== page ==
September 20, 2018 | ° F

Rutgers wide receiver has assault charges dismissed

Photo by Kevin Xavier |

Leonte Carroo exits the Piscataway Municipal Court, walking hand in hand with his mother,left, and girlfrriend, right, after all assault charges against him were dismissed Oct. 6.

All assault charges against Rutgers star wide receiver Leonte Carroo have been dropped.

Piscataway Municipal Court Judge Dennis M. Fackelman approved the dismissal of the assault charges that were levied against Carroo stemming from an altercation that took place Sept. 12 outside of the Hale Center, the Rutgers football team’s training facility attached to High Point Solutions Stadium on Busch campus about 45 minutes after the team’s 37-34 loss to Washington State.

The restraining order applied for by the reported victim against Carroo, was dismissed earlier in the day, and as a result, the state was not interested in continuing the criminal case, said Tom Lanza, Piscataway Township senior prosecutor. 

The state was also advised that the victim, who was serving as a recruiting ambassador for the athletics department at the time of the incident, did not wish for the state to continue its pursuit of criminal charges toward Carroo, Lanza said.

“She’s doing this on her own free will and wishes that this matter be put behind her and Mr. Carroo,” Lanza said.

Rutgers University Police Department Capt. Paul Fischer was the supervising officer who oversaw Officer William DeFalco, the officer on the scene.

The matter was discussed in the presence of both Fischer and DeFalco, who were "also in agreement with the disposition," Lanza said.

Carroo sat waiting to hear his fate in the second pew on the right side of the courtroom in Piscataway, dressed in a dark blue suit paired with a pink shirt, navy tie and scarlet handkerchief tucked neatly in his jacket. While sitting, he leaned forward, elbows over knees, eagerly awaiting his name to be called.

Carroo’s counsel, Peter Gilbreth of Morristown, stipulated on behalf of his client that there was probable cause to file the complaint and it was stated on record that Rutgers police was not in agreement with the dismissal, but they did not object to it.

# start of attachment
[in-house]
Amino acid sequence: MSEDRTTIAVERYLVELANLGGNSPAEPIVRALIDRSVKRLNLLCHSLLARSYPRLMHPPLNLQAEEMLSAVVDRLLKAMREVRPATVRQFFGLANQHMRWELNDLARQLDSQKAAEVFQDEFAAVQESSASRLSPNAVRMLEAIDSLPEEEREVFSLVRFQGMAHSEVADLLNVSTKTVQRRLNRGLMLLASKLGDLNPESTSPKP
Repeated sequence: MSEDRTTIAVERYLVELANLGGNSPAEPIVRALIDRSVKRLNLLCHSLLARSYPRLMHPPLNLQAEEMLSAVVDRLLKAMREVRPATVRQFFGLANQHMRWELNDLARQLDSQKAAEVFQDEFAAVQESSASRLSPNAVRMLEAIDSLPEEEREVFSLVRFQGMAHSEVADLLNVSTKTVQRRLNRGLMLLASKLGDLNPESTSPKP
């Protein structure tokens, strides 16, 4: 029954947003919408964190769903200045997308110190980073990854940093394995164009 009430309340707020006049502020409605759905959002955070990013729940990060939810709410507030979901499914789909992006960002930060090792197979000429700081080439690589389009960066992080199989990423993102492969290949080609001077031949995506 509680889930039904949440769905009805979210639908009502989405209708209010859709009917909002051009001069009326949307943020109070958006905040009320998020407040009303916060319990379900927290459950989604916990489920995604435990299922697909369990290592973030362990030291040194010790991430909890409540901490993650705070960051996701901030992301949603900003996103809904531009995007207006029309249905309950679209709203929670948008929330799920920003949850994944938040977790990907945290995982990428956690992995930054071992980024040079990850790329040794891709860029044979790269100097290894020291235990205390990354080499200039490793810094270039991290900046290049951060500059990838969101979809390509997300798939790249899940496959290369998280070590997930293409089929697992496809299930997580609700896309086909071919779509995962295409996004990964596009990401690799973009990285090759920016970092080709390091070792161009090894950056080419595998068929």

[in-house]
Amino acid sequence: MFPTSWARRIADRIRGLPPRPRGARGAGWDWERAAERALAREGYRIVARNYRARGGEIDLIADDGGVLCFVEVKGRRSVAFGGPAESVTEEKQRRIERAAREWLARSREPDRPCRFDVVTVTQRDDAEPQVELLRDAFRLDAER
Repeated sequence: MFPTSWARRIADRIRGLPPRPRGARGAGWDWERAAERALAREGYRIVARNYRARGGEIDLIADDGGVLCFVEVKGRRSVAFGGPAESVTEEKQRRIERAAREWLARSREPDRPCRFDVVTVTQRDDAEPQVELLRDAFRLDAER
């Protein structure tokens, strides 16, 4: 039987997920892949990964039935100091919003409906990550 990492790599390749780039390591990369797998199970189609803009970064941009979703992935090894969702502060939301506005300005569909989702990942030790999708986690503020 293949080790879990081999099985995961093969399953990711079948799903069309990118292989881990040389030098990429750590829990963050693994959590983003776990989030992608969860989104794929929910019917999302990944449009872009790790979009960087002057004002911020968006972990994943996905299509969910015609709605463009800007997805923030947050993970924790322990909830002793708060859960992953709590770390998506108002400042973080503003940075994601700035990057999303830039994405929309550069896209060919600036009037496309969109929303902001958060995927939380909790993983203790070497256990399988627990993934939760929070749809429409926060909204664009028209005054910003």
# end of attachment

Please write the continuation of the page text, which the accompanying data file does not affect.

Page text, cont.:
“We have conflicting statements, there’s some conflicting medical reports, there’s unclear video,” Lanza told Fackelman in the courtroom. “It really does not give the state any additional evidence that there was any clear-cut assault.”

The dismissal of the complaint was forced because the victim did not wish to be a witness in the case, along with a lack of other evidence against Carroo, Lanza said.

Fackelman asked Lanza if he was correct in saying that the victim jeopardized the state’s case by not being a witness.

“It weakens it, Judge,” Lanza said. “It does. Greatly.”

Fackelman then asked Lanza if he felt that he would not be able to prove the state’s case beyond a reasonable doubt.

“Yes,” Lanza said. “We make it a requirement that the defendant attend anger management.”

In conjunction with the dismissal of Carroo’s charges, the court requires him to attend six, one-hour anger management sessions.

Carroo said he understood that he needed to attend anger management counseling when Fackelman asked for his comprehension.

Gilbreth made himself available to the media after the proceedings, making a point to state that the victim was "not forced to withdraw her complaint" and added that his client was happy that the process was over.

“He’s very relieved,” Gilbreth said. “You could see maybe by his emotion at the end of the hearing when he turned to me. He was very, very relieved.”

Carroo is currently serving an indefinite suspension from the football team as a result of the incident, and Gilbreth disclosed that the University had been notified that the charges were dismissed.

“Now it’s in their hands,” Gilbreth said, while explaining the need to file a case for Carroo on the basis of probable cause. 

“I think (Rutgers police is) still taking a position that there was some smoke here and they don’t wanna say there was never any smoke,” Gilbreth said. “But there was never a fire. There was never proof beyond a reasonable doubt. They knew that and it was stipulated, basically, by Mr. Lanza on the record.”

“The Carroo family and Leonte have no desire under any circumstances to come back into the system. He wants to move on,” Gilbreth said outside the building. “There will be no follow-up civil action. He just wants to go back and get his life in order.”

A spokesman for the Rutgers football team said there would be “no further comment” when contacted by The Daily Targum.

It remains unclear if Carroo will be permitted back on the field as the Scarlet Knights host No. 4 Michigan State for the annual Blackout Game on Saturday at 8 p.m.

“We believe that we have done everything we can do to convince the school that these matters are over — and in fact they are over,” Gilbreth said. “They’ve both been categorically dismissed. There is no pending action against Leonte Carroo. Now it’s time for the school to stand up.”

No University spokesperson was immediately available for comment. 

For updates on the Rutgers football team, follow @KevinPxavier and @TargumSports on Twitter.

Kevin Xavier

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